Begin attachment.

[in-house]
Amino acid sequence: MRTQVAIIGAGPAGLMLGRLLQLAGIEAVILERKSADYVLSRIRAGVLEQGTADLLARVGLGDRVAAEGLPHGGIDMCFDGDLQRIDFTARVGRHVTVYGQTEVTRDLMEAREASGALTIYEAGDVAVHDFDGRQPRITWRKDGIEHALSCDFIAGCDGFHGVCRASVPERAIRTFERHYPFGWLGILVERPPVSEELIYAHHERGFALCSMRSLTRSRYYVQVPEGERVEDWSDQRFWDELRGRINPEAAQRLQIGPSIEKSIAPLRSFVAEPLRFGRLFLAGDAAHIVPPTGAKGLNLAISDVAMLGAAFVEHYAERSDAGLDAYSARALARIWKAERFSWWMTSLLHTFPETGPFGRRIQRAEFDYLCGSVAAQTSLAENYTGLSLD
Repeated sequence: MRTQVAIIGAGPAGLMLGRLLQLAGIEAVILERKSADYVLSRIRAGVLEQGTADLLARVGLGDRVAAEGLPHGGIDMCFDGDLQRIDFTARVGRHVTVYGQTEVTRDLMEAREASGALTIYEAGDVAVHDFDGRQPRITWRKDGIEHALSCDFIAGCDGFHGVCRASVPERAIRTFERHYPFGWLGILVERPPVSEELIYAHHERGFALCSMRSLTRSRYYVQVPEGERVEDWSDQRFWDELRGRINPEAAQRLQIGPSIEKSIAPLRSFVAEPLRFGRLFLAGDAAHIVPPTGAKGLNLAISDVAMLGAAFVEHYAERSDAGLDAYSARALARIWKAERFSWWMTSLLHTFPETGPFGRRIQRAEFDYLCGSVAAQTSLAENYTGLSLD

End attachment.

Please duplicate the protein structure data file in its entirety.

[in-house]
Amino acid sequence: MRTQVAIIGAGPAGLMLGRLLQLAGIEAVILERKSADYVLSRIRAGVLEQGTADLLARVGLGDRVAAEGLPHGGIDMCFDGDLQRIDFTARVGRHVTVYGQTEVTRDLMEAREASGALTIYEAGDVAVHDFDGRQPRITWRKDGIEHALSCDFIAGCDGFHGVCRASVPERAIRTFERHYPFGWLGILVERPPVSEELIYAHHERGFALCSMRSLTRSRYYVQVPEGERVEDWSDQRFWDELRGRINPEAAQRLQIGPSIEKSIAPLRSFVAEPLRFGRLFLAGDAAHIVPPTGAKGLNLAISDVAMLGAAFVEHYAERSDAGLDAYSARALARIWKAERFSWWMTSLLHTFPETGPFGRRIQRAEFDYLCGSVAAQTSLAENYTGLSLD
Repeated sequence: MRTQVAIIGAGPAGLMLGRLLQLAGIEAVILERKSADYVLSRIRAGVLEQGTADLLARVGLGDRVAAEGLPHGGIDMCFDGDLQRIDFTARVGRHVTVYGQTEVTRDLMEAREASGALTIYEAGDVAVHDFDGRQPRITWRKDGIEHALSCDFIAGCDGFHGVCRASVPERAIRTFERHYPFGWLGILVERPPVSEELIYAHHERGFALCSMRSLTRSRYYVQVPEGERVEDWSDQRFWDELRGRINPEAAQRLQIGPSIEKSIAPLRSFVAEPLRFGRLFLAGDAAHIVPPTGAKGLNLAISDVAMLGAAFVEHYAERSDAGLDAYSARALARIWKAERFSWWMTSLLHTFPETGPFGRRIQRAEFDYLCGSVAAQTSLAENYTGLSLD